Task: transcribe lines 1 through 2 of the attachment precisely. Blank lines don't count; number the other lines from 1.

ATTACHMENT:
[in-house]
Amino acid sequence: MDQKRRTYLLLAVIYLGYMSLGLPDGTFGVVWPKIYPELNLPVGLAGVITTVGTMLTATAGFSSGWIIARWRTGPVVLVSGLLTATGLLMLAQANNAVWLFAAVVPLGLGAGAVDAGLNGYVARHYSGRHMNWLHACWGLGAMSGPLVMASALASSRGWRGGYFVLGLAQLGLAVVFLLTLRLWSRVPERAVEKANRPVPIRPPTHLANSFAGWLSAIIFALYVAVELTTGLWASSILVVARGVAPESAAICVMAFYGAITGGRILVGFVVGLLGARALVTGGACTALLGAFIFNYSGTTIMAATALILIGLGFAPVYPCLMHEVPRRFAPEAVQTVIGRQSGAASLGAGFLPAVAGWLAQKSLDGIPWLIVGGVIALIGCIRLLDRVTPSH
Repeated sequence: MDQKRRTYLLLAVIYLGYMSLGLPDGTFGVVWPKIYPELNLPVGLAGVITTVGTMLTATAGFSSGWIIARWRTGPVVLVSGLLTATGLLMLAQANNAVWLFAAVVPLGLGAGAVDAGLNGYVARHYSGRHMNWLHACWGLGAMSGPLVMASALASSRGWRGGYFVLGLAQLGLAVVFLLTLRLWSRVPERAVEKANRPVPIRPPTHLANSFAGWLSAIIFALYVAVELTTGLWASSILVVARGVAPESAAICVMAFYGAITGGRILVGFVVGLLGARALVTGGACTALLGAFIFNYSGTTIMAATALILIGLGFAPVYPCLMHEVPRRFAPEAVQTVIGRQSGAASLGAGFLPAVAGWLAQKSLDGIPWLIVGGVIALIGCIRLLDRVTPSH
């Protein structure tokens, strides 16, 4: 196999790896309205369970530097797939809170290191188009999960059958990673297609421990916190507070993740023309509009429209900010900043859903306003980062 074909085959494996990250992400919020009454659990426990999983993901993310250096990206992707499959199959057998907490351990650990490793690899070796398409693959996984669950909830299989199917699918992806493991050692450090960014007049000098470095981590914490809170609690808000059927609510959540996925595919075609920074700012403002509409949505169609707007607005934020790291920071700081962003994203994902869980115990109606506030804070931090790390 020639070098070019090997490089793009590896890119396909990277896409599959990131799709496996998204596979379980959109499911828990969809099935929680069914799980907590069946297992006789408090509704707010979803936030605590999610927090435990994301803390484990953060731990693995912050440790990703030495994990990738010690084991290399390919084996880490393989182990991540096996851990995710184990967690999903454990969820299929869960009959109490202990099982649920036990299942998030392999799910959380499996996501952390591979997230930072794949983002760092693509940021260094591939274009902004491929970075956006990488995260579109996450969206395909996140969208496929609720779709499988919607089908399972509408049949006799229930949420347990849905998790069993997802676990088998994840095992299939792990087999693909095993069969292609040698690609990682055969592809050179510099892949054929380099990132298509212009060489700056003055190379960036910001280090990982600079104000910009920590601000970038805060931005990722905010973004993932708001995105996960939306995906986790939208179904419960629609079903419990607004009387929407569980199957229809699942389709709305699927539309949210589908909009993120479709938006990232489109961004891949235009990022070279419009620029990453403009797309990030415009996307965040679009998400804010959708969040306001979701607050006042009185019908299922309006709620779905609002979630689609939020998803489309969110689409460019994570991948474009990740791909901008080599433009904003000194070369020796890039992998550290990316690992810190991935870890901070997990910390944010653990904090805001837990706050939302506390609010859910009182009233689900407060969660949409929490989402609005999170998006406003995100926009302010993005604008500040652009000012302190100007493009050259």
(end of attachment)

[in-house]
Amino acid sequence: MDQKRRTYLLLAVIYLGYMSLGLPDGTFGVVWPKIYPELNLPVGLAGVITTVGTMLTATAGFSSGWIIARWRTGPVVLVSGLLTATGLLMLAQANNAVWLFAAVVPLGLGAGAVDAGLNGYVARHYSGRHMNWLHACWGLGAMSGPLVMASALASSRGWRGGYFVLGLAQLGLAVVFLLTLRLWSRVPERAVEKANRPVPIRPPTHLANSFAGWLSAIIFALYVAVELTTGLWASSILVVARGVAPESAAICVMAFYGAITGGRILVGFVVGLLGARALVTGGACTALLGAFIFNYSGTTIMAATALILIGLGFAPVYPCLMHEVPRRFAPEAVQTVIGRQSGAASLGAGFLPAVAGWLAQKSLDGIPWLIVGGVIALIGCIRLLDRVTPSH